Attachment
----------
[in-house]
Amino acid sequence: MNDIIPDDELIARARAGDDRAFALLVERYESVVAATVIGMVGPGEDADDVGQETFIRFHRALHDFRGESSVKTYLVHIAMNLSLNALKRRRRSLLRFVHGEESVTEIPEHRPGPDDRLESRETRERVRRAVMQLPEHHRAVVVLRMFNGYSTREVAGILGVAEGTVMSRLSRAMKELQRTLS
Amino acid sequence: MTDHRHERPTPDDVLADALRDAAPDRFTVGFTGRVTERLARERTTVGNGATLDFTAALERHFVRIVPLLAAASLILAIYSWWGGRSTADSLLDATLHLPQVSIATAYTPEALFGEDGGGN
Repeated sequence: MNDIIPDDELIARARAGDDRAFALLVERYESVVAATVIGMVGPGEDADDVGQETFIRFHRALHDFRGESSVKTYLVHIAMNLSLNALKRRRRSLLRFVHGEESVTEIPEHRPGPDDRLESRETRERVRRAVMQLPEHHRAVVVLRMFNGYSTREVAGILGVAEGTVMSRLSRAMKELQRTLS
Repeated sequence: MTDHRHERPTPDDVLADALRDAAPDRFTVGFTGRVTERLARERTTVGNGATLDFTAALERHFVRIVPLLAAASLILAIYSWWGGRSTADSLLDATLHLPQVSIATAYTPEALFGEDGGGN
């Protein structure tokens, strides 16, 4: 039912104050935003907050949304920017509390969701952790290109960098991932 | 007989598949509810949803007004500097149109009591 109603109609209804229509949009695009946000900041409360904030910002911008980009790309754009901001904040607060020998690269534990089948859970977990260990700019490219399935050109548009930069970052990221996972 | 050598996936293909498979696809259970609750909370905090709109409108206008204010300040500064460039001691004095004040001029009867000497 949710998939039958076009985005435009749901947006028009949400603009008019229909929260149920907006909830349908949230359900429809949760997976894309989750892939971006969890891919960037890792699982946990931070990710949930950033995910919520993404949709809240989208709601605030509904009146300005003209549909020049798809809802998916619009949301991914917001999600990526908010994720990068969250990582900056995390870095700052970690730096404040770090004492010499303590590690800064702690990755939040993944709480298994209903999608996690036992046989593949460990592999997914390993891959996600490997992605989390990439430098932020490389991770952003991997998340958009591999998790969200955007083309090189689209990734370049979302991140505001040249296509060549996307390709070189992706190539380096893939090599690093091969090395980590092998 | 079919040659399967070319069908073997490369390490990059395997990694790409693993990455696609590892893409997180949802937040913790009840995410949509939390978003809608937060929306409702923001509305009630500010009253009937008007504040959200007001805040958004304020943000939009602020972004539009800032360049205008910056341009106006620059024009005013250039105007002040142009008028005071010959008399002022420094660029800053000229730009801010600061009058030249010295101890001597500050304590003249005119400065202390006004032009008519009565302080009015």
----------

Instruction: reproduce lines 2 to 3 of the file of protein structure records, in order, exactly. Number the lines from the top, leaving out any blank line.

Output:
Amino acid sequence: MNDIIPDDELIARARAGDDRAFALLVERYESVVAATVIGMVGPGEDADDVGQETFIRFHRALHDFRGESSVKTYLVHIAMNLSLNALKRRRRSLLRFVHGEESVTEIPEHRPGPDDRLESRETRERVRRAVMQLPEHHRAVVVLRMFNGYSTREVAGILGVAEGTVMSRLSRAMKELQRTLS
Amino acid sequence: MTDHRHERPTPDDVLADALRDAAPDRFTVGFTGRVTERLARERTTVGNGATLDFTAALERHFVRIVPLLAAASLILAIYSWWGGRSTADSLLDATLHLPQVSIATAYTPEALFGEDGGGN